In HuffPost Birth Diaries we hear the extraordinary stories of the everyday miracle of birth. This week, Sophie Mei Lan, 30, shares her story. If you’d like to share yours, email email@example.com.
I’ve been belly dancing since I was 14 and carried on throughout pregnancy, even up until I was eight months. I didn’t realise, however, that belly dancing would be what would get me through my second labour.
My first birth wasn’t great. I was induced, it was long, very painful – you know, one of those. So, like many women going into their second birth, I wanted to do something different. For me, that meant moving through the pain rather than just laying down on a bed like an ill person.
Picture me, belly dancing at home in my living room during contractions, while watching ‘Knocked Up’ (relevant, I know). It eased the pain, and when my husband told me he was tired and going for a nap, I took it as an opportunity to put my “crap” music on – Sean Paul (“Shake that thing Miss Kana Kana,
shake that thing Miss Annabella”). Now this was the type of music to calm me down, not whale songs or white noise.
I’d already been to the hospital that night, early evening, when I felt my first contractions. We’d shipped my other daughter off to her grandparents and I thought this was it, I was ready! Frustratingly, when we got there I was told my contractions were too irregular, and to come back later. Not the best start.
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This was three years ago, early February 2015. On the way home from hospital, without a baby, we decided to veg out on the sofa with a massive takeout – and I mean serious junk food, chips, scraps, the lot. It was post-takeout that I started to get up to dance.
I kept it going for about an hour, FaceTiming my sister in New York to distract me when the pain increased. But when it got to the point that my contractions were getting closer together, I woke up my husband – “we need to go back”.
Belly dancing had worked. When I was checked at hospital they were shocked how far along I was, and I was pretty smug I’d managed to last that long at home (cheers, Sean Paul). I’d planned for a water birth so got changed into my bikini, but when they filled the pool up, gunk from the pipes poured out. Slight change of plan – I was shipped into a normal birthing room, albeit still in my bikini, looking like a numpty.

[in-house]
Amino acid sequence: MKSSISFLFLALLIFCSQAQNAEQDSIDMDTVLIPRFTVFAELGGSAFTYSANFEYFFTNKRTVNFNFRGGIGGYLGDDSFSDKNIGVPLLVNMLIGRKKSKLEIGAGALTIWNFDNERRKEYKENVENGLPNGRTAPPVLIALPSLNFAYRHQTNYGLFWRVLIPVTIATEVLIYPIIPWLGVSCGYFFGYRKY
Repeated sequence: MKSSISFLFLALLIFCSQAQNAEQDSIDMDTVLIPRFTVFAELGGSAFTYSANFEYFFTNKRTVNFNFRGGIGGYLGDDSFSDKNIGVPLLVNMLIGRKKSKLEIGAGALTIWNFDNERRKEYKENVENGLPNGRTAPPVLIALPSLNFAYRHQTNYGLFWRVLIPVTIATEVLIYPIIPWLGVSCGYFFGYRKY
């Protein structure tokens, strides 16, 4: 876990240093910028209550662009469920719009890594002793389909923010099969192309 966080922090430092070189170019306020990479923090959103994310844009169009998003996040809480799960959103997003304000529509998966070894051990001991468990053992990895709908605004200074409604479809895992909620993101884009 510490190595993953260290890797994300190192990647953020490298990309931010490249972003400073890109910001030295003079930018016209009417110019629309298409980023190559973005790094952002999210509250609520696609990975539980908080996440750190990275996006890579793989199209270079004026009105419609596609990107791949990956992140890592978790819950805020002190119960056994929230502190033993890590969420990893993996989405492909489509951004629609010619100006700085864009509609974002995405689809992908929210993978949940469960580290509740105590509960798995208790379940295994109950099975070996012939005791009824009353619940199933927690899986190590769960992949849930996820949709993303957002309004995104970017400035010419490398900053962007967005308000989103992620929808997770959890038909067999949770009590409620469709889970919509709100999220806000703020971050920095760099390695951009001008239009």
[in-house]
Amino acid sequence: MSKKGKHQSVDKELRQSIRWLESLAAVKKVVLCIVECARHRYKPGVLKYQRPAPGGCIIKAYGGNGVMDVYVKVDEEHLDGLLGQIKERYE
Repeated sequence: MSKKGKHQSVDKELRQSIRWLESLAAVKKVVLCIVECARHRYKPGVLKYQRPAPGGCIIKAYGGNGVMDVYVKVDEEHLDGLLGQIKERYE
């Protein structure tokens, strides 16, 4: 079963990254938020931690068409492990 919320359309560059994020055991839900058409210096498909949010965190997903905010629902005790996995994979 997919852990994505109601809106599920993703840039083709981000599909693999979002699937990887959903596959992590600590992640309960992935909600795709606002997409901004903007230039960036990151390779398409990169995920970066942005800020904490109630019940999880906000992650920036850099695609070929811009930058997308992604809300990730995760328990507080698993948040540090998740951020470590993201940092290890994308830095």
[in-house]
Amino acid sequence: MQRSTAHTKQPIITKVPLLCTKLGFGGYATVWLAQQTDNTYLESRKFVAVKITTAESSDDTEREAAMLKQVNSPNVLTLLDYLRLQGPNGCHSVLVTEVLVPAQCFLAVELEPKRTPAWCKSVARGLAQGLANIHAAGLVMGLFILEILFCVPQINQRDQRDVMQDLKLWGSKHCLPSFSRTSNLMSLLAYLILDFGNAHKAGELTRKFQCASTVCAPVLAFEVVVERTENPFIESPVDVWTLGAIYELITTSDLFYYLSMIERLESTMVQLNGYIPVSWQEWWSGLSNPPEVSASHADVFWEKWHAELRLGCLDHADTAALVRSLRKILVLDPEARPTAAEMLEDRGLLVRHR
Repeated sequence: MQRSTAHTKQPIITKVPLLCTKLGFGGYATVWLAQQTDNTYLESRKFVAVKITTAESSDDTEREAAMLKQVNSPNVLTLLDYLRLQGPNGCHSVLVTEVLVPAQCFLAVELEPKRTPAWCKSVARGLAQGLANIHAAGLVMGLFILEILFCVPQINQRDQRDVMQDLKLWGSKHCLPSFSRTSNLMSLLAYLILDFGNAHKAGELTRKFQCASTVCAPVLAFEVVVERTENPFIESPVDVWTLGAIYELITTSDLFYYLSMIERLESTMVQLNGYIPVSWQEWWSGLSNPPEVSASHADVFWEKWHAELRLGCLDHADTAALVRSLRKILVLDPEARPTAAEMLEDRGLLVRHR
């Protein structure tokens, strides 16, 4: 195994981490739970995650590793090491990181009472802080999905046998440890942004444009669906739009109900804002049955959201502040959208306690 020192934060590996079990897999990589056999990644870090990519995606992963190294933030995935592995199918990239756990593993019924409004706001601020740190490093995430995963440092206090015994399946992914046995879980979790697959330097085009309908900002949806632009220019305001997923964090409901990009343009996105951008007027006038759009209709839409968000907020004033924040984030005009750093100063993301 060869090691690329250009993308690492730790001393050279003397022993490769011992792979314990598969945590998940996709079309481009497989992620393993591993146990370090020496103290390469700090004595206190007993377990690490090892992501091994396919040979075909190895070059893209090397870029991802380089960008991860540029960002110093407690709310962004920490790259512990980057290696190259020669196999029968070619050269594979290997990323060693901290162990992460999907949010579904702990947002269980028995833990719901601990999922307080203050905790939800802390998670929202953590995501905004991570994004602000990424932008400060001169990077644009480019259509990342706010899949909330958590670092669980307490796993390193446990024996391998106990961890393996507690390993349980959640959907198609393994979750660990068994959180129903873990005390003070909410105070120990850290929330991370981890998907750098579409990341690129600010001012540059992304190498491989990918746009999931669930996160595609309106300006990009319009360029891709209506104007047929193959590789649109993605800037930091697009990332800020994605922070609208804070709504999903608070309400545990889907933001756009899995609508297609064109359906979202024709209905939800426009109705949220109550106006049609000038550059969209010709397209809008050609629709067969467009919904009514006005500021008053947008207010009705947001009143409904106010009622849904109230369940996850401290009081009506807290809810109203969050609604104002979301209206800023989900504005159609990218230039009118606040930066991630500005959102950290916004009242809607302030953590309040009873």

I thought I’d carry on the same vibe I had at home in my living room, so I put music on. I was prepared, you see, and brought speakers in my birth bag that plugged into my phone. Not only that, I’d made a birthing playlist, basically the music I listened to anyway – Sean Paul, Blue Cantrell, Shakira, that kinda thing.
The best part about it? After having gas and air, I felt like I was in a night club. I was properly spaced out, but enjoyed it to be honest because I don’t get to go out much as a mum... My husband, on the other hand, wasn’t a fan of the music, but he wasn’t pushing a baby out so he put up with it.
It turned into a party celebration – to me anyway. I wish I remembered the other songs, but it’s become a bit like one of those drunken blurs you get when you’re out clubbing, where everything merges together. I remember wiggling my hips during each contraction. When you’re a mum, you lose bits of yourself. For me, it was important to have my chavvy music on and be me.
The midwives were good fun too – they had a bit of banter. I think they were dancing, but I can’t remember for sure. Looking back, it felt like Arianna-Mei’s birth was basically a party into the world. I was only pushing for a few minutes, before she was born. It all happened so fast. She popped out! I know women will grit their teeth at me saying that, but it was nowhere near as painful as my first birth.
After the birth I was on the ward with my baby when a Bounty rep came in – she encouraged me to get photos with my newborn. I was alone, I’d just given birth and I was in a daze. She made me feel as if I didn’t get photos, it would be a wasted opportunity. I obliged, then she said if I didn’t pay for them, they’d be deleted.
A lot of tears, stress, complaints and £200 later, we managed to get a refund and the photos were given back. It tainted those first few hours but apart from that, it was a party I’ll never forget.
My birth advice?
To be confident in your own body and its ability to give birth. I started to trust my own body and that it knew what it was doing. And I think just do it your own way – if you like RnB music and belly dancing, do that. If you prefer whale music and mediation, try that. It’s no one size fits all.